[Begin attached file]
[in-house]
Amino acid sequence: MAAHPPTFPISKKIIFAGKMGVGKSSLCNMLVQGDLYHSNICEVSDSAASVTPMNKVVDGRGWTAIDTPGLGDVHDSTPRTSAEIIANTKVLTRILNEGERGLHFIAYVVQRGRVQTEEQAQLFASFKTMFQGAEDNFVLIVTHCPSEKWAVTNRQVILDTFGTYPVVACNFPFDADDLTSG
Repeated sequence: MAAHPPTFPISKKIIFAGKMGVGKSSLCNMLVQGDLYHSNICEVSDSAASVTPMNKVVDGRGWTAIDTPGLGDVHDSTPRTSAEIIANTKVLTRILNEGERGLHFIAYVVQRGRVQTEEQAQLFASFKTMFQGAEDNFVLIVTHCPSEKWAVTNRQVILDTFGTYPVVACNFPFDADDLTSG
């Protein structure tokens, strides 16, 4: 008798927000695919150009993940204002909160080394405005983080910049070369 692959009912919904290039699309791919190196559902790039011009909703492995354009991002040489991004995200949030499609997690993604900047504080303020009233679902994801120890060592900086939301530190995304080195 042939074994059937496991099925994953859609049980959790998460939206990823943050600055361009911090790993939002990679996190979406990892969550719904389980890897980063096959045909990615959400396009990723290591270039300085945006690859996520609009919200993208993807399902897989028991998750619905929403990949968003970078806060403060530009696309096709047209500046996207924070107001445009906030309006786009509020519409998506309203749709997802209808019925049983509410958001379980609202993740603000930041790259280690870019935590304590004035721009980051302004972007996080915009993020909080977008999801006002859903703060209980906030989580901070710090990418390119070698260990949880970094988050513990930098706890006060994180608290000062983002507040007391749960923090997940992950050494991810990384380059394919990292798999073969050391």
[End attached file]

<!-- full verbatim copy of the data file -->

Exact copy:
[in-house]
Amino acid sequence: MAAHPPTFPISKKIIFAGKMGVGKSSLCNMLVQGDLYHSNICEVSDSAASVTPMNKVVDGRGWTAIDTPGLGDVHDSTPRTSAEIIANTKVLTRILNEGERGLHFIAYVVQRGRVQTEEQAQLFASFKTMFQGAEDNFVLIVTHCPSEKWAVTNRQVILDTFGTYPVVACNFPFDADDLTSG
Repeated sequence: MAAHPPTFPISKKIIFAGKMGVGKSSLCNMLVQGDLYHSNICEVSDSAASVTPMNKVVDGRGWTAIDTPGLGDVHDSTPRTSAEIIANTKVLTRILNEGERGLHFIAYVVQRGRVQTEEQAQLFASFKTMFQGAEDNFVLIVTHCPSEKWAVTNRQVILDTFGTYPVVACNFPFDADDLTSG
């Protein structure tokens, strides 16, 4: 008798927000695919150009993940204002909160080394405005983080910049070369 692959009912919904290039699309791919190196559902790039011009909703492995354009991002040489991004995200949030499609997690993604900047504080303020009233679902994801120890060592900086939301530190995304080195 042939074994059937496991099925994953859609049980959790998460939206990823943050600055361009911090790993939002990679996190979406990892969550719904389980890897980063096959045909990615959400396009990723290591270039300085945006690859996520609009919200993208993807399902897989028991998750619905929403990949968003970078806060403060530009696309096709047209500046996207924070107001445009906030309006786009509020519409998506309203749709997802209808019925049983509410958001379980609202993740603000930041790259280690870019935590304590004035721009980051302004972007996080915009993020909080977008999801006002859903703060209980906030989580901070710090990418390119070698260990949880970094988050513990930098706890006060994180608290000062983002507040007391749960923090997940992950050494991810990384380059394919990292798999073969050391």